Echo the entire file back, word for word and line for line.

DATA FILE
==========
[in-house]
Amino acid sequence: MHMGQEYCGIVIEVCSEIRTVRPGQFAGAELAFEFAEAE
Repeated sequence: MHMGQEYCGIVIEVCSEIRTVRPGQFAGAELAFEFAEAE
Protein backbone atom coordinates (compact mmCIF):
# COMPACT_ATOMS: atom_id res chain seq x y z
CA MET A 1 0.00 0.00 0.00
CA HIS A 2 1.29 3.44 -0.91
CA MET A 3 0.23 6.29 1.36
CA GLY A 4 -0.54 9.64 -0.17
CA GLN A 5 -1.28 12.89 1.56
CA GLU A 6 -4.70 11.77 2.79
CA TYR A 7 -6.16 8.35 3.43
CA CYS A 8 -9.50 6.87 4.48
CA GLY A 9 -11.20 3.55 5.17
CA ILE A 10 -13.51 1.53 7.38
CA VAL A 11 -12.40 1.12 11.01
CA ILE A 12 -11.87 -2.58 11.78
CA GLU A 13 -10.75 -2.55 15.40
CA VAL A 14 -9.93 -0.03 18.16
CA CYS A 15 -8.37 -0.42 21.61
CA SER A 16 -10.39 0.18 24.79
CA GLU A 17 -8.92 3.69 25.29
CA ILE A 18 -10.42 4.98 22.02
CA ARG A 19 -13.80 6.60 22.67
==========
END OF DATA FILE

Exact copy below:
[in-house]
Amino acid sequence: MHMGQEYCGIVIEVCSEIRTVRPGQFAGAELAFEFAEAE
Repeated sequence: MHMGQEYCGIVIEVCSEIRTVRPGQFAGAELAFEFAEAE
Protein backbone atom coordinates (compact mmCIF):
# COMPACT_ATOMS: atom_id res chain seq x y z
CA MET A 1 0.00 0.00 0.00
CA HIS A 2 1.29 3.44 -0.91
CA MET A 3 0.23 6.29 1.36
CA GLY A 4 -0.54 9.64 -0.17
CA GLN A 5 -1.28 12.89 1.56
CA GLU A 6 -4.70 11.77 2.79
CA TYR A 7 -6.16 8.35 3.43
CA CYS A 8 -9.50 6.87 4.48
CA GLY A 9 -11.20 3.55 5.17
CA ILE A 10 -13.51 1.53 7.38
CA VAL A 11 -12.40 1.12 11.01
CA ILE A 12 -11.87 -2.58 11.78
CA GLU A 13 -10.75 -2.55 15.40
CA VAL A 14 -9.93 -0.03 18.16
CA CYS A 15 -8.37 -0.42 21.61
CA SER A 16 -10.39 0.18 24.79
CA GLU A 17 -8.92 3.69 25.29
CA ILE A 18 -10.42 4.98 22.02
CA ARG A 19 -13.80 6.60 22.67